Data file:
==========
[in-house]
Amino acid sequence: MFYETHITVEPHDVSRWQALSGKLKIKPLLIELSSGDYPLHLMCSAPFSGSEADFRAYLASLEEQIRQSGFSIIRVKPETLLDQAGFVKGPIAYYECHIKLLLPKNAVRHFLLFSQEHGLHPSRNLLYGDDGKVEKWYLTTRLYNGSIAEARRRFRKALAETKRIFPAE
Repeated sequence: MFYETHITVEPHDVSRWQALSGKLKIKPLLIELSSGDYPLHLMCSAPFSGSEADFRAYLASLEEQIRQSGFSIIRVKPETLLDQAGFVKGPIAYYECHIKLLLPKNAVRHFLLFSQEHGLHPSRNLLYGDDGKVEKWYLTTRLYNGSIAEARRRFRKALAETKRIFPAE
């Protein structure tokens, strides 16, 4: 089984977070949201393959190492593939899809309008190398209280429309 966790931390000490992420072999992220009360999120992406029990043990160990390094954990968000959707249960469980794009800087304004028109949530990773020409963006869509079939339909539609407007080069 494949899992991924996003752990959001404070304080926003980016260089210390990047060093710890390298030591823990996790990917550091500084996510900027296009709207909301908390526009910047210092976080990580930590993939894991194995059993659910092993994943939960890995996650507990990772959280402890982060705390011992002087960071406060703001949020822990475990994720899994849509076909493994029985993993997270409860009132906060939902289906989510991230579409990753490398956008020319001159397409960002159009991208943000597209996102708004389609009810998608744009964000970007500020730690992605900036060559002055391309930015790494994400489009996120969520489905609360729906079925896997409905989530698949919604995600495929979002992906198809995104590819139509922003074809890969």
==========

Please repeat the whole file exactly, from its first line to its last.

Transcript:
[in-house]
Amino acid sequence: MFYETHITVEPHDVSRWQALSGKLKIKPLLIELSSGDYPLHLMCSAPFSGSEADFRAYLASLEEQIRQSGFSIIRVKPETLLDQAGFVKGPIAYYECHIKLLLPKNAVRHFLLFSQEHGLHPSRNLLYGDDGKVEKWYLTTRLYNGSIAEARRRFRKALAETKRIFPAE
Repeated sequence: MFYETHITVEPHDVSRWQALSGKLKIKPLLIELSSGDYPLHLMCSAPFSGSEADFRAYLASLEEQIRQSGFSIIRVKPETLLDQAGFVKGPIAYYECHIKLLLPKNAVRHFLLFSQEHGLHPSRNLLYGDDGKVEKWYLTTRLYNGSIAEARRRFRKALAETKRIFPAE
């Protein structure tokens, strides 16, 4: 089984977070949201393959190492593939899809309008190398209280429309 966790931390000490992420072999992220009360999120992406029990043990160990390094954990968000959707249960469980794009800087304004028109949530990773020409963006869509079939339909539609407007080069 494949899992991924996003752990959001404070304080926003980016260089210390990047060093710890390298030591823990996790990917550091500084996510900027296009709207909301908390526009910047210092976080990580930590993939894991194995059993659910092993994943939960890995996650507990990772959280402890982060705390011992002087960071406060703001949020822990475990994720899994849509076909493994029985993993997270409860009132906060939902289906989510991230579409990753490398956008020319001159397409960002159009991208943000597209996102708004389609009810998608744009964000970007500020730690992605900036060559002055391309930015790494994400489009996120969520489905609360729906079925896997409905989530698949919604995600495929979002992906198809995104590819139509922003074809890969």